Commentary by Dr. Valentin Fuster
J. Vib. Acoust. 2012;134(4):041009-041009-7. doi:10.1115/1.4005840.

Firstly, a calculation for percentiles of von Mises stress in linear structures subjected to Gaussian random loads is extended to the case of Gaussian random loads having nonzero mean values, i.e.,the inclusion of static loads. The development is restricted to the case of plane stress. The method includes calculation of a given percentile of von Mises stress to any desired accuracy, a rapid estimate of the percentile, and upper and lower bounds on the von Mises stress. The calculation expands the cumulative distribution function of the von Mises stress as a series of noncentral chi-square distributions. Summation of a sufficient number of terms of the series calculates the percentile to the desired accuracy. The rapid estimate of the percentile interpolates the distribution of the von Mises stress in a small number of inverse noncentral chi-square2 distribution functions. The upper and lower bounds on the percentiles take advantage of the noncentral chi-square distribution of summations of normally distributed stress components. Second and third calculation methods arise from approximations of the distribution of quadratic forms of noncentral normal variables, or equivalently, linear combinations of noncentral chi-square variables. These methods provide rapid estimates of percentiles of von Mises stress in linear structures under random loads having nonzero mean values. The accuracy and computational efficiency of the methods are reviewed and compared. The methods are expected to have wide application in design of and prognostics for components subjected to constant structural loads coupled with random loading arising from vibrations caused by wind, waves, seismic events, engines, turbulence, acoustic noise, etc.

Commentary by Dr. Valentin Fuster
J. Vib. Acoust. 2012;134(4):041010-041010-6. doi:10.1115/1.4005837.

Vibration-based energy harvesters are usually designed to exhibit natural frequencies that match those of the excitation for maximum power output. This has spurred interest into the design of devices that respond to variable frequency sources. In this work, an electromagnetic energy harvester in the form of a base excited trapezoidal plate is proposed. The plate geometry is designed to achieve two closely spaced vibration modes in order to harvest energy across a broader bandwidth. The ensuing bending and twisting vibrations are utilized in this capacity by placing a magnet on the plate tip that moves past a stationary coil. A dynamic model is presented to predict the system performance and is verified experimentally.

Commentary by Dr. Valentin Fuster
J. Vib. Acoust. 2012;134(4):041011-041011-11. doi:10.1115/1.4005836.

The parametric instability of planetary gears having elastic continuum ring gears is analytically investigated based on a hybrid continuous-discrete model. Mesh stiffness variations of the sun-planet and ring-planet meshes caused by the changing number of teeth in contact are the source of parametric instability. The natural frequencies of the time invariant system are either distinct or degenerate with multiplicity two, which indicates three types of combination instabilities: distinct-distinct, distinct-degenerate, and degenerate-degenerate instabilities. By using the structured modal properties of planetary gears and the method of multiple scales, the instability boundaries are obtained as simple expressions in terms of mesh parameters. Instability existence rules for in-phase and sequentially phased planet meshes are also discovered. For in-phase planet meshes, instability existence depends only on the type of gear mesh deformation. For sequentially phased planet meshes, the number of teeth on the sun (or the ring) and the type of gear mesh deformation govern the instability existence. The instability boundaries are validated numerically.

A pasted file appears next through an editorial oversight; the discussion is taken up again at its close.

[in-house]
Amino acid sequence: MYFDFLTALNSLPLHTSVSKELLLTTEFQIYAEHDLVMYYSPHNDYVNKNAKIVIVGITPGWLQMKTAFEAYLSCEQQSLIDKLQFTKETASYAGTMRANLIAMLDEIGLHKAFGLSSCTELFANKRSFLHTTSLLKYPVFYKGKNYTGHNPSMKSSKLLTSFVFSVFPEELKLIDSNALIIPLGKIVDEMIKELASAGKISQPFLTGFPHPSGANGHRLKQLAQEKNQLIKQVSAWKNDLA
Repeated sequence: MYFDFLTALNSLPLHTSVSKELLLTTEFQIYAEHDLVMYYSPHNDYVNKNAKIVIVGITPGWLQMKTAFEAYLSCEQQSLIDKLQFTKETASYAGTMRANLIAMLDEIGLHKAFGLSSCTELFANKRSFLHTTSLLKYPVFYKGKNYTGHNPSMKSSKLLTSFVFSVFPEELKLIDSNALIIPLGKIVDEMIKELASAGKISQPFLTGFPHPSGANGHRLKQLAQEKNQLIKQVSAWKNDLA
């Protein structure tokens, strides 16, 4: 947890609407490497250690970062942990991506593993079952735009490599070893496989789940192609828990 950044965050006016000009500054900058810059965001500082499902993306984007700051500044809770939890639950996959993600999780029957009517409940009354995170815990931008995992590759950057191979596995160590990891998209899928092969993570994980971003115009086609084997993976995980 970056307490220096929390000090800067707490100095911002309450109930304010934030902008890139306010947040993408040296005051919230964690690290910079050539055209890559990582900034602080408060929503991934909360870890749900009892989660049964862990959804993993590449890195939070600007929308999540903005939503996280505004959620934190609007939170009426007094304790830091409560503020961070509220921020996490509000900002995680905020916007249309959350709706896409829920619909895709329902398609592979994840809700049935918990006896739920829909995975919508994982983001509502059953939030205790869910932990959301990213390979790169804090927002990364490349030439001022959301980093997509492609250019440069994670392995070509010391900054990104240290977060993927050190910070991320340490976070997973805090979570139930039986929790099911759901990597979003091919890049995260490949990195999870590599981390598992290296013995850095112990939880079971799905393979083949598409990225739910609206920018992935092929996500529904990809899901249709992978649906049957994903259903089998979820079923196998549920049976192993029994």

Commentary by Dr. Valentin Fuster
J. Vib. Acoust. 2012;134(4):041012-041012-4. doi:10.1115/1.4005835.

This technical note is concerned with the free vibration problem of a cantilever beam with constant thickness and exponentially decaying width. Existing analytical results for such a vibration beam problem are found to be incomplete because lower frequencies could not be obtained. Presented herein is the exact characteristic equation for generating the complete vibration frequencies for the considered vibrating beam problem. Also the note treated for the first time such a tapered cantilever beam with a tip mass. The exact solutions (frequencies and mode shapes) are important to engineers designing such tapered beams and the results serve as benchmarks for assessing the validity, convergence and accuracy of numerical methods and solutions.

Commentary by Dr. Valentin Fuster
J. Vib. Acoust. 2012;134(4):041013-041013-8. doi:10.1115/1.4006409.

Maintenance personnel in the U.S. military are interested in developing methods of damage detection for composite materials that are field expedient and less dependent on the operator’s experience than the current methods. A vibration-based method was developed for detecting damage in composite materials based on a measurement of the nonlinear forced response that damaged materials are assumed to exhibit. A damage feature was extracted for a structural component by quantifying the degree to which the reciprocity between two input-output structural paths fail due to the nonlinearities associated with damage. A dynamic nonlinear theoretical model was used to develop a better understanding of why reciprocity fails for networks of nonlinear components. Experimental results were obtained from carbon fiber composite specimens subjected to various levels of damage. It was determined that reciprocity measurements were capable of identifying damage due to impact energies of 10.8 N·m; however, the method was not capable of discerning damage that was not directly beneath the sensor locations. The levels of damage that could be consistently detected using the new methodology could be discovered through a close visual inspection. In comparison to currently employed methods of damage detection, the proposed methodology is less subjective but also less sensitive to damage. More development work will be required to propose this technology as a replacement for current methods such as ultrasound and tap testing.